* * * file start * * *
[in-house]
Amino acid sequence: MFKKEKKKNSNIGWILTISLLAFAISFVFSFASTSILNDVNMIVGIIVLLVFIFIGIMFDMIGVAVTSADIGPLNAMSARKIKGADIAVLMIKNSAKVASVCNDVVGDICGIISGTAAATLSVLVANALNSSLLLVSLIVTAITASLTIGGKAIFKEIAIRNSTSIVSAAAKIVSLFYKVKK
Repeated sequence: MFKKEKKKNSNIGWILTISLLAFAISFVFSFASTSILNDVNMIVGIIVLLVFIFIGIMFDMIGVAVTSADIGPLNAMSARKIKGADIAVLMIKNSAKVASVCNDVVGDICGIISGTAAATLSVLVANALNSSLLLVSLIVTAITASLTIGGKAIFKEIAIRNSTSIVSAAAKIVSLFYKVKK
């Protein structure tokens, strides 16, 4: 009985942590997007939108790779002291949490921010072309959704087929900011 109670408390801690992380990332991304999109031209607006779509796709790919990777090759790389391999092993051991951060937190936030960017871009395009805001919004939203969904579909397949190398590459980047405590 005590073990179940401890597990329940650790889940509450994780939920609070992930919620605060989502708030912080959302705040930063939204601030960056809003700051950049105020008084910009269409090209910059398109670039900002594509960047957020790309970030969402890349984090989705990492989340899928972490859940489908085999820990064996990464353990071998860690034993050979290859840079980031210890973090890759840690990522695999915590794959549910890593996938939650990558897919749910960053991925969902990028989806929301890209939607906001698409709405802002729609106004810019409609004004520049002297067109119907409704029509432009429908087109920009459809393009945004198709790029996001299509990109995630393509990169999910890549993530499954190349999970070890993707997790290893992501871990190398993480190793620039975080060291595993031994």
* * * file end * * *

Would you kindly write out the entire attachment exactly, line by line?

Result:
[in-house]
Amino acid sequence: MFKKEKKKNSNIGWILTISLLAFAISFVFSFASTSILNDVNMIVGIIVLLVFIFIGIMFDMIGVAVTSADIGPLNAMSARKIKGADIAVLMIKNSAKVASVCNDVVGDICGIISGTAAATLSVLVANALNSSLLLVSLIVTAITASLTIGGKAIFKEIAIRNSTSIVSAAAKIVSLFYKVKK
Repeated sequence: MFKKEKKKNSNIGWILTISLLAFAISFVFSFASTSILNDVNMIVGIIVLLVFIFIGIMFDMIGVAVTSADIGPLNAMSARKIKGADIAVLMIKNSAKVASVCNDVVGDICGIISGTAAATLSVLVANALNSSLLLVSLIVTAITASLTIGGKAIFKEIAIRNSTSIVSAAAKIVSLFYKVKK
């Protein structure tokens, strides 16, 4: 009985942590997007939108790779002291949490921010072309959704087929900011 109670408390801690992380990332991304999109031209607006779509796709790919990777090759790389391999092993051991951060937190936030960017871009395009805001919004939203969904579909397949190398590459980047405590 005590073990179940401890597990329940650790889940509450994780939920609070992930919620605060989502708030912080959302705040930063939204601030960056809003700051950049105020008084910009269409090209910059398109670039900002594509960047957020790309970030969402890349984090989705990492989340899928972490859940489908085999820990064996990464353990071998860690034993050979290859840079980031210890973090890759840690990522695999915590794959549910890593996938939650990558897919749910960053991925969902990028989806929301890209939607906001698409709405802002729609106004810019409609004004520049002297067109119907409704029509432009429908087109920009459809393009945004198709790029996001299509990109995630393509990169999910890549993530499954190349999970070890993707997790290893992501871990190398993480190793620039975080060291595993031994």